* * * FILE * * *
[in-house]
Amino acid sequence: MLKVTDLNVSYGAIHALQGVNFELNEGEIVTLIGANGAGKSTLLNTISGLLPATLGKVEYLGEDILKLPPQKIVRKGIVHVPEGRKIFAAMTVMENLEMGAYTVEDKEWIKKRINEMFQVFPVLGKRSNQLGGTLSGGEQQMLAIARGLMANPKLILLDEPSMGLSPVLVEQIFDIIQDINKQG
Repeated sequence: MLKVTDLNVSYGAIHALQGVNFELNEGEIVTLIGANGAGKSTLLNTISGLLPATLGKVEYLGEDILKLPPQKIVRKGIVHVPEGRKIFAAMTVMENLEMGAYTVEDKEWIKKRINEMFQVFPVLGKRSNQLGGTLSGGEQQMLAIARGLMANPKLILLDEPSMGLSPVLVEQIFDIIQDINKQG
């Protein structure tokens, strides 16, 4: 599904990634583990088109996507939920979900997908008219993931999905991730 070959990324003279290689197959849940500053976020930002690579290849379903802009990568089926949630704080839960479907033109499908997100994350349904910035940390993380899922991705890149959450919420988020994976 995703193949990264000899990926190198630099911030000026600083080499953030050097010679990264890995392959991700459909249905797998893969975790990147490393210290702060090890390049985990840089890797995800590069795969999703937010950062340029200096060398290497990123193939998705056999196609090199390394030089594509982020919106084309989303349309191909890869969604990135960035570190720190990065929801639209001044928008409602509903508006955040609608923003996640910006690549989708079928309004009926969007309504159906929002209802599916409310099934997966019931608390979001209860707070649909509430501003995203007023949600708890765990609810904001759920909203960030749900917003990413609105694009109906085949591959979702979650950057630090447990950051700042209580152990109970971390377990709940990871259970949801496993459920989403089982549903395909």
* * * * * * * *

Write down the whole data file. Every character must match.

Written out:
[in-house]
Amino acid sequence: MLKVTDLNVSYGAIHALQGVNFELNEGEIVTLIGANGAGKSTLLNTISGLLPATLGKVEYLGEDILKLPPQKIVRKGIVHVPEGRKIFAAMTVMENLEMGAYTVEDKEWIKKRINEMFQVFPVLGKRSNQLGGTLSGGEQQMLAIARGLMANPKLILLDEPSMGLSPVLVEQIFDIIQDINKQG
Repeated sequence: MLKVTDLNVSYGAIHALQGVNFELNEGEIVTLIGANGAGKSTLLNTISGLLPATLGKVEYLGEDILKLPPQKIVRKGIVHVPEGRKIFAAMTVMENLEMGAYTVEDKEWIKKRINEMFQVFPVLGKRSNQLGGTLSGGEQQMLAIARGLMANPKLILLDEPSMGLSPVLVEQIFDIIQDINKQG
């Protein structure tokens, strides 16, 4: 599904990634583990088109996507939920979900997908008219993931999905991730 070959990324003279290689197959849940500053976020930002690579290849379903802009990568089926949630704080839960479907033109499908997100994350349904910035940390993380899922991705890149959450919420988020994976 995703193949990264000899990926190198630099911030000026600083080499953030050097010679990264890995392959991700459909249905797998893969975790990147490393210290702060090890390049985990840089890797995800590069795969999703937010950062340029200096060398290497990123193939998705056999196609090199390394030089594509982020919106084309989303349309191909890869969604990135960035570190720190990065929801639209001044928008409602509903508006955040609608923003996640910006690549989708079928309004009926969007309504159906929002209802599916409310099934997966019931608390979001209860707070649909509430501003995203007023949600708890765990609810904001759920909203960030749900917003990413609105694009109906085949591959979702979650950057630090447990950051700042209580152990109970971390377990709940990871259970949801496993459920989403089982549903395909």